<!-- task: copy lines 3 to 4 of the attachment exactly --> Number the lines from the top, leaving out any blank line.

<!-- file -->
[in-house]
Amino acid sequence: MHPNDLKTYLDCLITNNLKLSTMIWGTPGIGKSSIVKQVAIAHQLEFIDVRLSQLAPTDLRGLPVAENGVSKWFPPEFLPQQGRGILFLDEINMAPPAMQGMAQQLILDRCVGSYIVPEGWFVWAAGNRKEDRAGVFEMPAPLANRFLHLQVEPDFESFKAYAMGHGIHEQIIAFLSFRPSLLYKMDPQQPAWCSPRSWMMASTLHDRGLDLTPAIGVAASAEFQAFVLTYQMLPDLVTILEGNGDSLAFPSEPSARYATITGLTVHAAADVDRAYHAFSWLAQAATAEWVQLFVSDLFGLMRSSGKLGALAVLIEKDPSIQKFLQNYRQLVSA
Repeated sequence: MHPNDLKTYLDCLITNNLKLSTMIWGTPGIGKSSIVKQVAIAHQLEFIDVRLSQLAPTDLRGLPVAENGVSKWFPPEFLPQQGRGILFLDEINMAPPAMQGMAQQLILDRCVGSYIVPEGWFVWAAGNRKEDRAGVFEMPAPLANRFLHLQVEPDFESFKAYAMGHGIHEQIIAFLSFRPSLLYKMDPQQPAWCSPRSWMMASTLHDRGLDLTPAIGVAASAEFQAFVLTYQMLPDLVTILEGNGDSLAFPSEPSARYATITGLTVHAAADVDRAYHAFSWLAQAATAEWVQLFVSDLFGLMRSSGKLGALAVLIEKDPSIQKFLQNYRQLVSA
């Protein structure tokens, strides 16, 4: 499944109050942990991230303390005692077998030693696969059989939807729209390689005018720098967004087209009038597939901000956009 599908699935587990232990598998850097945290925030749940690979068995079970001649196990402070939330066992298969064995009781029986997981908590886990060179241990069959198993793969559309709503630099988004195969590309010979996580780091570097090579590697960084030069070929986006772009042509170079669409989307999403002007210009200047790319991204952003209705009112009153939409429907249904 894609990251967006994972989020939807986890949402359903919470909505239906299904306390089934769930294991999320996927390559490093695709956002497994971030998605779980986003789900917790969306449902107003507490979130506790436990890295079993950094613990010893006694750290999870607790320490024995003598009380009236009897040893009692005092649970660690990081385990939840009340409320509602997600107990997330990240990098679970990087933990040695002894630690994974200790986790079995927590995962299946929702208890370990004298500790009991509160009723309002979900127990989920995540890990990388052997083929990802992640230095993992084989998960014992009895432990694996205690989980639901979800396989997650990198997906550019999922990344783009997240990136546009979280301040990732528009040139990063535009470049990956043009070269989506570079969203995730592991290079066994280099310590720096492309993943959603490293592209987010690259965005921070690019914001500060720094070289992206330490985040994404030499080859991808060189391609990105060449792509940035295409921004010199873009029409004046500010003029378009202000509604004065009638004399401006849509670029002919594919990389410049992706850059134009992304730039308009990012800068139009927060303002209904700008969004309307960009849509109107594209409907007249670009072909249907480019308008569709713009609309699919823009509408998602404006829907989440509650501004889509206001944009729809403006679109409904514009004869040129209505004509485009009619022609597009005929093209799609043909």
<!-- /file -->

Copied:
Repeated sequence: MHPNDLKTYLDCLITNNLKLSTMIWGTPGIGKSSIVKQVAIAHQLEFIDVRLSQLAPTDLRGLPVAENGVSKWFPPEFLPQQGRGILFLDEINMAPPAMQGMAQQLILDRCVGSYIVPEGWFVWAAGNRKEDRAGVFEMPAPLANRFLHLQVEPDFESFKAYAMGHGIHEQIIAFLSFRPSLLYKMDPQQPAWCSPRSWMMASTLHDRGLDLTPAIGVAASAEFQAFVLTYQMLPDLVTILEGNGDSLAFPSEPSARYATITGLTVHAAADVDRAYHAFSWLAQAATAEWVQLFVSDLFGLMRSSGKLGALAVLIEKDPSIQKFLQNYRQLVSA
């Protein structure tokens, strides 16, 4: 499944109050942990991230303390005692077998030693696969059989939807729209390689005018720098967004087209009038597939901000956009 599908699935587990232990598998850097945290925030749940690979068995079970001649196990402070939330066992298969064995009781029986997981908590886990060179241990069959198993793969559309709503630099988004195969590309010979996580780091570097090579590697960084030069070929986006772009042509170079669409989307999403002007210009200047790319991204952003209705009112009153939409429907249904 894609990251967006994972989020939807986890949402359903919470909505239906299904306390089934769930294991999320996927390559490093695709956002497994971030998605779980986003789900917790969306449902107003507490979130506790436990890295079993950094613990010893006694750290999870607790320490024995003598009380009236009897040893009692005092649970660690990081385990939840009340409320509602997600107990997330990240990098679970990087933990040695002894630690994974200790986790079995927590995962299946929702208890370990004298500790009991509160009723309002979900127990989920995540890990990388052997083929990802992640230095993992084989998960014992009895432990694996205690989980639901979800396989997650990198997906550019999922990344783009997240990136546009979280301040990732528009040139990063535009470049990956043009070269989506570079969203995730592991290079066994280099310590720096492309993943959603490293592209987010690259965005921070690019914001500060720094070289992206330490985040994404030499080859991808060189391609990105060449792509940035295409921004010199873009029409004046500010003029378009202000509604004065009638004399401006849509670029002919594919990389410049992706850059134009992304730039308009990012800068139009927060303002209904700008969004309307960009849509109107594209409907007249670009072909249907480019308008569709713009609309699919823009509408998602404006829907989440509650501004889509206001944009729809403006679109409904514009004869040129209505004509485009009619022609597009005929093209799609043909």